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College Spain Abroad Program Canceled

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Tom Fuentes, former chair of Orange County’s Republican Party for 20 years and currently a trustee for the South Orange County Community College District, decided to end study-abroad programs to Spain last week, citing the country’s troop withdrawal from Iraq.

“Many of our students in this college, and of its sister college […] fight on the battlefield of Iraq under the flag that is behind us. Spain has abandoned our fighting men and women, withdrawing their support. I see no reason to send the students of our colleges to Spain at this moment in history.”

In addition to his demands regarding the program, which had afforded community college students the opportunity to study Spanish language and culture for fifteen summers, Fuentes also mentioned (off the record) several other activities in which the colleges should discontinue their participation: The screening of any films starring Canadian actors (as their nation didn’t join the coalition), the academic study of Catholicism (due to the Pope’s stance on war in general), and of course the traditional ‘Belgian Waffle Fridays’ in the cafeteria (because most Belgians know French).

Fuentes’ actions were a boon for upstanding Americans everywhere who agree wholeheartedly that knowledge of other cultures — specifically ones that dare to disagree with ours on occasion — is of little importance compared to the unifying force of petty political gestures.

Fuentes did not comment on whether or not he would be changing his name to Tom Sources in the near future.

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“Yes, this is Mr. ‘Sources’. I’m going to need some more flags. The six up here just don’t convey the amount of patriotism it requires to withhold life experience from students.”

Orange County Weekly

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About Travis Marshall

  • http://depthomelandinsecurity.blogspot.com Collin Baber

    Find Fuentes’ email and send it to me.

  • http://www.diablog.us Dave Nalle

    Of course he could just change the exchange program to Spain to another Spanish speaking country with some culture – like Mexico or Argentina or the Philippines. If it’s a choice between two countries and one has proven that it’s willing to cater to terrorists it seems only wise to pick the other country. Hypothetically what if terrorists kidnapped the American exchange students in Spain? Can we trust their current government to make every effort to get them back?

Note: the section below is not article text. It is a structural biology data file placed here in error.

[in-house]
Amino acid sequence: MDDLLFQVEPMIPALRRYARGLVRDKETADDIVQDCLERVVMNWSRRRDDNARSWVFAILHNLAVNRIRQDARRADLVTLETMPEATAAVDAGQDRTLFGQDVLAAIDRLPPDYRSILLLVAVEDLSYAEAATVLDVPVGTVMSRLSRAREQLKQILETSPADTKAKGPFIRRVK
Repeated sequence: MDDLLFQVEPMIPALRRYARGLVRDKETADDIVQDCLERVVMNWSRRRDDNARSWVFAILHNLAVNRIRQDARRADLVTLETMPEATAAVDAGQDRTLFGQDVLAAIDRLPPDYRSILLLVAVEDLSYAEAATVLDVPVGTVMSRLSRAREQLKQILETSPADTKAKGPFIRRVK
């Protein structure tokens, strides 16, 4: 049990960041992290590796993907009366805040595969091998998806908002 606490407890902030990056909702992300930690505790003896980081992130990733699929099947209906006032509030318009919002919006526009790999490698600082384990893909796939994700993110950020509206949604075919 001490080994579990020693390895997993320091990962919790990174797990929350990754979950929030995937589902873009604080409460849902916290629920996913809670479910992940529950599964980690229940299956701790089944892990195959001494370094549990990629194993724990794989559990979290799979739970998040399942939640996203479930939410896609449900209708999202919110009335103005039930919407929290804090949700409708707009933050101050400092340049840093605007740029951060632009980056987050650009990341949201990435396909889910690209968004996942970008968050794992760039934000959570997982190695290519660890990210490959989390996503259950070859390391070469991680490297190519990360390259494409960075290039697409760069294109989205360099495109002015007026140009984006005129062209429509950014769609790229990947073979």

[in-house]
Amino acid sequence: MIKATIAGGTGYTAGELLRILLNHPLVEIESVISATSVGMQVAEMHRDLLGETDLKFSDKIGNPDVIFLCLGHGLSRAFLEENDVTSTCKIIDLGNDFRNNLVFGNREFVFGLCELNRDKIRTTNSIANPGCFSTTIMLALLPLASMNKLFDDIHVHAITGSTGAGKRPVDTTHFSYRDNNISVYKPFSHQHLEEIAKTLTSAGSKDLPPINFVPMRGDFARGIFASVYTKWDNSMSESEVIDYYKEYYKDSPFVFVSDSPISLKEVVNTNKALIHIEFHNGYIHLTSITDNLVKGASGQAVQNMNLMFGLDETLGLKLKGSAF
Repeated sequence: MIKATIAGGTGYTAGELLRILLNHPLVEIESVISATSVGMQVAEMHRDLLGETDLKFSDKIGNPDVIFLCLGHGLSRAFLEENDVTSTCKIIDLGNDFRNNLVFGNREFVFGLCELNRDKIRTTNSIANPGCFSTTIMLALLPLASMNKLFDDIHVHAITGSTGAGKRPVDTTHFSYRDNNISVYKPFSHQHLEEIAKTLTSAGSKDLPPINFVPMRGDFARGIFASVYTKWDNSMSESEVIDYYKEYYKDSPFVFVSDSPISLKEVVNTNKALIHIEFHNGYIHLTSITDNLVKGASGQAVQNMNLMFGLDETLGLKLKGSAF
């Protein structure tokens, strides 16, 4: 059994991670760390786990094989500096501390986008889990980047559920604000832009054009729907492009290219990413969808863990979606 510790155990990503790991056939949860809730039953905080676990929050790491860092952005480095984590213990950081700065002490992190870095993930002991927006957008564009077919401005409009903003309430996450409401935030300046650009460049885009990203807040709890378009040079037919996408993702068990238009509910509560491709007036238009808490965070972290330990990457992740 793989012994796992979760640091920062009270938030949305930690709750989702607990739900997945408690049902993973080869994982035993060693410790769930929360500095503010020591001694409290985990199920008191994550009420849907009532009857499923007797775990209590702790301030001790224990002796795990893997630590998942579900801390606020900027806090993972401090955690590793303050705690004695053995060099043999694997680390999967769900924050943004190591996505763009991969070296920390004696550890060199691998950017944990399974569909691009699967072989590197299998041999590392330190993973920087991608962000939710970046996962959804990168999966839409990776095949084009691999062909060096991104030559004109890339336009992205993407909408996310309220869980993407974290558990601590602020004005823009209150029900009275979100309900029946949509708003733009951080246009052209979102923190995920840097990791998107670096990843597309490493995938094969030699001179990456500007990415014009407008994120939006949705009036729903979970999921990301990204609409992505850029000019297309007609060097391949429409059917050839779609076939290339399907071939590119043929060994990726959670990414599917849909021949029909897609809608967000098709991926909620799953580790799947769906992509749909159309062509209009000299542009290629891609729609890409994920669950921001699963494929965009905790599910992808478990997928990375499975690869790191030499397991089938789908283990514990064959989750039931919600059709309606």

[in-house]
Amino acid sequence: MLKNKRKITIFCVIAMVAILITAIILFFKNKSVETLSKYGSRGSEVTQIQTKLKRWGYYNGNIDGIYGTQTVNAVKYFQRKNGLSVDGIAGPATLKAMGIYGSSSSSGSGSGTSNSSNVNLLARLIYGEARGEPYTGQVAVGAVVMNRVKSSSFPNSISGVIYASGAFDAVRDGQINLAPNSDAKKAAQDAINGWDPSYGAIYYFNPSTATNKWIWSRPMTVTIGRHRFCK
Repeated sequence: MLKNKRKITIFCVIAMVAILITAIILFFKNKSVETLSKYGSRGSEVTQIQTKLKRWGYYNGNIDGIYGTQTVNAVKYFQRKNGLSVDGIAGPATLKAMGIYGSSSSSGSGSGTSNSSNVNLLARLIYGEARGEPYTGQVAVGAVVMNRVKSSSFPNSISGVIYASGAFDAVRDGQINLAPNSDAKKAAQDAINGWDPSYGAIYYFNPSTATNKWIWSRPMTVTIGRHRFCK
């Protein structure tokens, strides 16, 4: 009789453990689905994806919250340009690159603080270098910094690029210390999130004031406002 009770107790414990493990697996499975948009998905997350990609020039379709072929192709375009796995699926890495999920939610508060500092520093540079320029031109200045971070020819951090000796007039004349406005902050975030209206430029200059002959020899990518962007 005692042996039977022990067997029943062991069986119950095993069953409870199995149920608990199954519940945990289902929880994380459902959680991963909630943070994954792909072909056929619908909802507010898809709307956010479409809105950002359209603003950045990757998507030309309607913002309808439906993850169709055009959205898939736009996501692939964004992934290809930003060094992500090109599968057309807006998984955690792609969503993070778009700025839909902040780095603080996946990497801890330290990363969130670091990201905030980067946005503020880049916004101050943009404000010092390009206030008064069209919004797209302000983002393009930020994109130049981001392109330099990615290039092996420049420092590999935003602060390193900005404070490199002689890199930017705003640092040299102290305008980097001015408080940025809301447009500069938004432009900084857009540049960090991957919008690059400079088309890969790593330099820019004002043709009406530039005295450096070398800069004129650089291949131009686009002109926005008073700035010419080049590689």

Not that I agree with Fuentes or believe that he’s doing anything but grandstanding, but what I present above is some semi-reasonable thinking that could lead to his actions.

    Dave

  • http://depthomelandinsecurity.blogspot.com Collin Baber

    tfuentes@socccd.org appears to be the email to use. Time to express your opinions.

  • SFC SKI

    If anything, more Americans need to get out and see more of the world, and exchange programs are a good way to do that. I think Fuentes is making a statement in the wrong way with this one.
    Dave does bring up a good point, though I’d have to check the State Department’s website to see what their recommendations are for travel to Spain to see what their assessment is.
    I imagine part of this programs focus was on Spanish language, so why not send the students to South America? Surely there are some good, safe places of historical and cultural significance. I regret that I have never been further south than Ciudad Acuna, Mexico, but I really would like to someday get to South America.

  • http://www.kolehardfacts.blogspot.com Mike Kole

    Obviously, Fuentes is grandstanding. Since most people seem to believe in the representative democracy, though, I’ll fall back on these questions:

    As a trustee of a local college should Fuentes’ views match and represent the majority of the people in the area the college serves?

    If so, and it is a majority view of the area served, wouldn’t rather be appropriate to make this move? Will of the people, and all.

    It’s a community college, so it’s an easy call to say that public money is supporting the institution.

  • http://www.elitistpig.com Dave Nalle

    Since it’s a community college, if people are pissed by his statements it ought to be relatively easy to get him out of there. The CC board will be full of offended liberals and they can yank him in a heartbeat.

    I must say that appearing infront of so many American flags makes it look – literally – like grandstanding, even if he has a point that maybe should be made in some slightly less ham-handed way.

    Personally if I were in his position I’d just send them to some place more interesting than Spain – like Poland. But if the Spanish language is the focus of the exchange, there’s always Cuba to consider. It’s very historical and they coudl use the revenue from some American students to bolster their economy.

    Dave

  • http://rearwindowethics.blogspot.com Travis

    A few things: